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Politics

How the Tea Party May Hurt Business

They are working for a common goal now, but their interests will likely diverge after Nov. 3.

Big business and the Tea Party movement both have their shoulders to the wheel, pushing in the same direction for the same goal: the election of a lot more Republicans to the next Congress. Both groups are highly critical of President Obama and the Democratic leaders in Congress. They share strong opposition to government regulation, the health care law and any climate change legislation.

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But scratch beneath the surface and the differences between the long-term interests of the Tea Party and business leaders quickly emerge. The truth is, most in the loosely defined Tea Party have no love for big business -- they just happen to dislike Obama and the Democrats more. And most in the business community opposed Tea Party candidates in the GOP primaries. The U.S. Chamber of Commerce, for example, backed GOP establishment candidates in Kentucky, Colorado and Alaska, and came to the support of Tea Party candidates who won only because defeating Democrats was a higher priority.

But opposition to Democrats won’t keep the two groups together after the election. Consider that the Tea Party hated the 2008 bank bailout and the 2009 stimulus plan. Big business supported both as necessary to bring the economy back from the brink. While there are hundreds of Tea Party groups with somewhat different agendas, they share a desire to seal the borders and eliminate special-interest spending and targeted tax breaks. Businesses, especially those with multinational operations, want access to immigrant labor, favored tax treatment for overseas earnings and spending on programs that can help companies. Business also wants education reform, while most Tea Partyers want the federal government to leave education in the hands of local officials.

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Tea Party activists tend to take a more doctrinaire ideological position, while business is more pragmatic. Tea Party sympathizers oppose government in most forms; some even want to abolish the Federal Reserve, eliminate entire government agencies and generally force the federal government into a less intrusive role. Business, on the other hand, wants limited government, but it prefers and needs some help from Washington. Small businesses want the Small Business Administration to do more, not less. Tech firms want incentives like the research and development tax credit, and there are business constituencies for a range of other tax breaks targeted by the Tea Party -- ranging from subsidies to help the timber industry to protections for NASCAR racing.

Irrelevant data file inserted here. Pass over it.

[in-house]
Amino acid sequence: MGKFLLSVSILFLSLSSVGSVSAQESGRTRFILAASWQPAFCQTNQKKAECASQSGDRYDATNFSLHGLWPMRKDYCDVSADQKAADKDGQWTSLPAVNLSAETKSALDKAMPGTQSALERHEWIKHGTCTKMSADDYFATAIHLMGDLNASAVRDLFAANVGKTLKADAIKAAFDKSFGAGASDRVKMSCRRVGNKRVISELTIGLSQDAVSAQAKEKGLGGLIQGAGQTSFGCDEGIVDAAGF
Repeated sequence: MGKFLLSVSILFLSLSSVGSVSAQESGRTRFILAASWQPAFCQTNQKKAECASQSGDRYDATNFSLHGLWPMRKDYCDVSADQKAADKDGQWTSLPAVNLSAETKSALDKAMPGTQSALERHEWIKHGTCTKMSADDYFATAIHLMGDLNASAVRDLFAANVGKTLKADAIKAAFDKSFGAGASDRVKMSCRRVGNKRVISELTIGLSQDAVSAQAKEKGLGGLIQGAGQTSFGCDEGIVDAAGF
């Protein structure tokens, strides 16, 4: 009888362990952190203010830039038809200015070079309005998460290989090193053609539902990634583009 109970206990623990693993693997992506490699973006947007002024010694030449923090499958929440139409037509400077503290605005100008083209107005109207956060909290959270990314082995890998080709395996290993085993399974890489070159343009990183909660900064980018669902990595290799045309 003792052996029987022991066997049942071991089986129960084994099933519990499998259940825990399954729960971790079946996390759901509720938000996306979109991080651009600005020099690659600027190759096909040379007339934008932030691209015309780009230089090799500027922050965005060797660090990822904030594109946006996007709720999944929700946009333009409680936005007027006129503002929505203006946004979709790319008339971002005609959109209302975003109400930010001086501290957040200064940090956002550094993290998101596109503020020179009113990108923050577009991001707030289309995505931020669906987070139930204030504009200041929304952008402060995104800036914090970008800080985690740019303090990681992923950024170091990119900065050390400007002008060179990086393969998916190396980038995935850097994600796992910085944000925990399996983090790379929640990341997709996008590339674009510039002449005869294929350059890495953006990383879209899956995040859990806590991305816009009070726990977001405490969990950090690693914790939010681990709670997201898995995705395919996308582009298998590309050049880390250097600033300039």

Once the election is over, the clashes will become evident: Business thinks a major transportation and infrastructure bill is important, while Tea Partyers are likely to regard it as unaffordable. Trade will be a sticking point, with businesses wanting more open markets and many Tea Party activists pushing protectionist agendas. And the scheduled rewrite of the farm bill will pit agricultural interests against deficit hawks determined to make major cutbacks.

These conflicts don’t matter much today, not with Republicans in the minority and all efforts going into the election. But come Nov. 3, GOP leaders will have their hands full trying to chart a path through these two interests, both of whom will be crucial to the future of Republican gains.

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